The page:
In a literal sense, of course, the absence of trees would mean the near absence of oxygen -- on the most basic level, we cannot survive without them. We know, too, that trees act as a natural filter, cleaning the air from pollutants, with measurable effects in urban areas. The Forest Service put a 3.8 billion dollar value on the air pollution annually removed by urban trees. In Washington D.C., trees remove nitrogen dioxide to an extent equivalent to taking 274,000 cars off the traffic-packed beltway, saving an estimated $51 million in annual pollution-related health care costs.
But a line of modern thought suggests that trees and other elements of natural environments might affect our health in more nuanced ways as well. Roger Ulrich demonstrated the power of having a connection with nature, however tenous, in his classic 1984 study with patients recovering from gall bladder removal surgery in a suburban Pennsylvania hospital. He manipulated the view from the convalescents' windows so that half were able to gaze at nature while the others saw only a brick wall. Those with trees outside their window recovered faster, and requested fewer pain medications, than those with a "built" view. They even had slightly fewer surgical complications.
Environmental psychologists Rachel and Stephen Kaplan attributed nature's apparent restorative ability to something they termed "soft fascination": Natural scenes, they theorized, are almost effortlessly able to capture people's attention and lull them into a sort of hypnotic state where negative thoughts and emotions are overtaken by a positive sense of well-being. Indeed, an analysis of numerous studies in BMC Public Health found evidence for natural environments having "direct and positive impacts on well-being," in the form of reduced anger and sadness.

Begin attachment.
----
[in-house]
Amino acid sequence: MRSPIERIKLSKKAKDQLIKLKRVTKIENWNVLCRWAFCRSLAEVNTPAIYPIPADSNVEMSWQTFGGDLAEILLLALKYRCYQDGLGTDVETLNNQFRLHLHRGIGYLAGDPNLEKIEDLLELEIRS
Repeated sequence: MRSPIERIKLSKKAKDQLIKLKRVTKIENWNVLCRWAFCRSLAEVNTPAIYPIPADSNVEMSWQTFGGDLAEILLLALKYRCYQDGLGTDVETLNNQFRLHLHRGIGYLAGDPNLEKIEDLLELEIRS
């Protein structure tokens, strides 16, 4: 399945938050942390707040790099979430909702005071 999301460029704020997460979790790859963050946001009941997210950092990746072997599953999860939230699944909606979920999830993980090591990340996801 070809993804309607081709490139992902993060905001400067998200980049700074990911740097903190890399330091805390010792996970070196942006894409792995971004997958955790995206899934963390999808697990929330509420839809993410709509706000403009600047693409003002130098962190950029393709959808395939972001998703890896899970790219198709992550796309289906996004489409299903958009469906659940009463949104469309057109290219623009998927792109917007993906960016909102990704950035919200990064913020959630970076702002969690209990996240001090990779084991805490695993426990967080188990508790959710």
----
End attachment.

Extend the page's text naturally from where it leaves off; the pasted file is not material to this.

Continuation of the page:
The effect, it has been suggested, can have subtler effects than a mere elevation of mood. A 2010 study looked at the presence of parks and forests in the vicinity of people's homes and their ability to act as a "buffer" against stress. They ending up finding that the presence of "green space" was more closely related to physical -- in terms of minor complaints and perceived general health -- than mental well-being. While nature wasn't enough to make the participants forget about stressful life events, it appeared to quell their psychosomatic complaints.
The increases in mortality identified by the Forest Service study, meanwhile, were more pronounced in counties where the median household income was above average. The disparity highlights what we intuitively know about the presence of trees: In wealthier communities, they increase the market value of homes, while parks in poor neighborhoods attract crime and are thus undesirable. The researchers hypothesize that the rich communities that thrived before the blight arrived thus experienced its destructive effects more potently.